• Enrollees who receive Part B-covered treatment during the year must pay the Part B deductible, which is $198 in 2020.
  • Medigap plans C and F will pay the Part B deductible for you, but they’re no longer available for newly-eligible Medicare enrollees. People who were already eligible for Medicare prior to the start of 2020 can keep Plans C or F if they already have them, or enroll in them at a later date. But people who become eligible for Medicare on or after January 1, 2020 no longer have access to Medigap plans that cover the Part B deductible. [Plan G is still available for newly-eligible enrollees; it’s the same as Plan F except enrollees cover the Part B deductible themselves.]

Part B coinsurance:

Learn more about Medicare Part B.

Medigap

Medigap premiums:

Medigap out-of-pocket costs

  • The out-of-pocket costs you’ll pay after your Medigap plan pays its share will depend on the plan design you select.

Medicare Part C (Medicare Advantage)

2020 Medicare Advantage premiums:

  • Part B premium ($144.60 in 2020) + Medicare Advantage premium
  • The average premium for Medicare Advantage plans with integrated Part D coverage is about $36/month in 2020.

2019 Medicare Advantage maximum out-of-pocket:

  • $6,700 (does not include prescription drug costs). But that’s the upper limit; the average Medicare Advantage plan has an out-of-pocket cap that’s under $5,000 (again, not counting prescription drug costs).

Learn more about Medicare Advantage.

Medicare Part D prescription drug coverage

2020 Part D premiums:

  • The average premium for a stand-alone Medicare Part D plan – including basic and enhanced plans – is about $42/month in 2020.
  • High-income enrollees pay a higher Part D premium (the threshold for high income increased for 2020, to $87,000 for a single person and $174,000 for a couple).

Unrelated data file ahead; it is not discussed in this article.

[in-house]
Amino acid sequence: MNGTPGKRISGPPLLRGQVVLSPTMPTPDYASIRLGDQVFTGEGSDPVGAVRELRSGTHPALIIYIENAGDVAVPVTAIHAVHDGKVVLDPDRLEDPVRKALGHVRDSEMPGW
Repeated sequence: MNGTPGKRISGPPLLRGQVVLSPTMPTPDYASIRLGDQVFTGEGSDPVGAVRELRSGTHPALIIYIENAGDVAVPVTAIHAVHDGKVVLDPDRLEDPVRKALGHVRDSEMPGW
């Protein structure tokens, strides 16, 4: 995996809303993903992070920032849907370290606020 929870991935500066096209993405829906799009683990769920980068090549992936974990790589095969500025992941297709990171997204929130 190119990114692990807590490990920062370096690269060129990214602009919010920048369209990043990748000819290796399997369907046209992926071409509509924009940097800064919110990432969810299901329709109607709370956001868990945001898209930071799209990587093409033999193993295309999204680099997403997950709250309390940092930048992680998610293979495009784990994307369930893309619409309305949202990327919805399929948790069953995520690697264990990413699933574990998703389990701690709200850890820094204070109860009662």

Part D deductible:

  • Maximum of $435 in 2020 (some plans have no deductible at all)

Part D out-of-pocket costs after deductible:

  • Not to exceed 25 percent of the cost of brand-name and generic costs.
  • There is no longer a donut hole in 2020 in terms of the maximum amount that enrollees can be charged when they fill prescriptions. But the donut hole still exists in terms of how total drug costs are counted and who covers the bulk of the cost of the drugs (the drug plan versus the manufacturer; see Figure 4 here).
  • After a beneficiary’s costs reach the catastrophic coverage threshold (this threshold is $6,350 in 2020, up from $5,100 in 2019), additional out-of-pocket costs are capped at the greater of 5 percent of the cost of the drug or a copay of $3.60 for generics and $8.95 for brand-name drugs.

Learn more about Medicare Part D.

Medicare Extra Help

Medicare Extra Help beneficiary 2020 co-pays:

Learn more about Medicare Extra Help.


Louise Norris is an individual health insurance broker who has been writing about health insurance and health reform since 2006. She has written dozens of opinions and educational pieces about the Affordable Care Act for healthinsurance.org. Her state health exchange updates are regularly cited by media who cover health reform and by other health insurance experts.